From: Brydon Ross
To:
Subject: Hickenlooper, Polis announce compromise on oil, gas local control in Colorado
Date: Tue Aug 05 14:17:07 MDT 2014
Body:

Dear EPSC Members,

I wanted to share an article with you from the Denver Post regarding a compromise reached with Colorado Governor Hickenlooper and Congressman Polis to withdraw the high-profile, statewide ballot initiatives he has been sponsoring for greater local control over hydraulic fracturing.

 

Best,

Brydon

832-609-2088

 

 

http://www.denverpost.com/business/ci_26272493/hick-tries-broker-last-minute-deal-oil-gas

 

Hickenlooper, Polis announce compromise on oil, gas local control in Colorado

 

Gov. John Hickenlooper and U.S. Rep. Jared Polis, D-Boulder, Monday morning announced the formation of a task force to craft regulations to minimize conflicts over the siting of oil and gas facilities in Colorado.

In a joint press conference, Hickenlooper called "on everyone to pull down four ballot initiatives on this topic."

Under the proposal, two initiatives aimed at tightening controls would be withdrawn and two so-called pro-industry initiatives also would be pulled back.

In their place a commission would be formed to review oil and gas drilling in the state and make recommendations to the legislature. The group is to be chaired by La Plata County Commissioner Gwen Lachelt and XTO Energy President Randy Cleveland. Polis said the group will have 18 members — six residents and local officials, six people from industry, including oil and gas, homebuilders and agriculture, and six "respected Coloradans."

"This may be the template for what happens in the rest of the country," Hickenlooper said, noting similar conflicts are roiling in Texas, Wyoming and Pennsylvania. "This is the way we do things in Colorado. We work through our differences and difficulties. Maybe no one is perfectly happy, but it serves all parties."

Hickenlooper tried to broker a legislative compromise but that effort collapsed in July.

The local control ballot measures are backed by Polis. He said he is calling on the campaign committee to withdraw the measures.

"Today represents real progress," Polis said. The proposed compromise, he said, "places citizens directly at the negotiating table on equal footing with the oil and gas industry, directly negotiating to protect their property rights, clean air and water quality."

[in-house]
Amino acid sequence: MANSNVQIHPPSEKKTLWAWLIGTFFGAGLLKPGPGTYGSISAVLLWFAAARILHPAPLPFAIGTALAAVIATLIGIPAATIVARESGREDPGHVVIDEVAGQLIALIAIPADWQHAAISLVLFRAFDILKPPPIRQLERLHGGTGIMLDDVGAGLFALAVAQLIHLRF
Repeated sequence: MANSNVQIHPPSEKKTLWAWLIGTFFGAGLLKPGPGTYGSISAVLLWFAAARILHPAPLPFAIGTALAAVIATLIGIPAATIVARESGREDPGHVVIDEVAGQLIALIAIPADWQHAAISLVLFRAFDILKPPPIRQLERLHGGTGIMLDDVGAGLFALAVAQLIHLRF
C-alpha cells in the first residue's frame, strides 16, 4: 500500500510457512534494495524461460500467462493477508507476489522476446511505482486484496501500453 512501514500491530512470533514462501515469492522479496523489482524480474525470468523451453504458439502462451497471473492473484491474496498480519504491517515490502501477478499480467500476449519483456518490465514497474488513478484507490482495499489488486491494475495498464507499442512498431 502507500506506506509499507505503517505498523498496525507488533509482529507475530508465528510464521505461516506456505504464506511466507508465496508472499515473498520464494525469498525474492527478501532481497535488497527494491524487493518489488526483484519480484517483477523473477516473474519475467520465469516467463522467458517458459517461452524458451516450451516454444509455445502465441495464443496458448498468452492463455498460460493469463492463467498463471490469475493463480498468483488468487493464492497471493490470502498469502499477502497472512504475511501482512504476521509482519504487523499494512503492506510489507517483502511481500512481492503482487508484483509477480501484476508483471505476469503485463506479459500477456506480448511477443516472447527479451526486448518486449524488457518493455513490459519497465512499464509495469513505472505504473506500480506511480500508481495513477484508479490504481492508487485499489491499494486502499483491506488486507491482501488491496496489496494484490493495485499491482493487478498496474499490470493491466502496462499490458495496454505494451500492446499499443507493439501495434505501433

The pro-industry initiatives are sponsored by Rep. Frank McNulty, R-Highlands Ranch, and Rep. Jerry Sonnenberg, R-Sterling.

"The first I heard about this was from the governor yesterday afternoon," McNulty said Monday, before the press conference. "We are certainly open to a conversation, with the governor and Congressman Polis.

"If there is a real bipartisan agreement something might be worked out," McNulty said, "but we aren't interested in some window dressing for Polis."

McNulty and Sonnenberg sponsored Initiative 121, which would withhold state oil and gas revenues from communities that limit oil and gas development.

Petitions with 134,000 signatures supporting the Initiative 121 were turned into the Colorado Secretary of State Monday morning.

A total of 86,105 valid signatures are needed to get the measure on the ballot. "For the moment we are going ahead," Sonnenberg said Monday, before the press conference.

The other industry-backed measure, Initiative 137, would require all ballot initiatives to have a fiscal impact estimate and signatures for it were filed Friday.

The two measures backed by Polis are Initiative 88, which would mandate that drilling rigs be at least 2,000 feet from a home, and Initiative 89, which would add an environmental bill of rights to the state constitution.

Among the other proposals considered in the compromise is that the state would drop its lawsuit against the City of Longmont over its oil and gas ordinance.

The ordinance includes a ban on drilling in residential areas and the state sued in 2102 contending that the city had overstepped its authority in regulating drilling.

The Colorado Oil and Gas Conservation Commission would also immediately begin more rigorous enforcement of setback requirements.

Under the current rules the minimum setback is 500 feet, but the regulation also states the drilling rig should located "as far as possible from building units."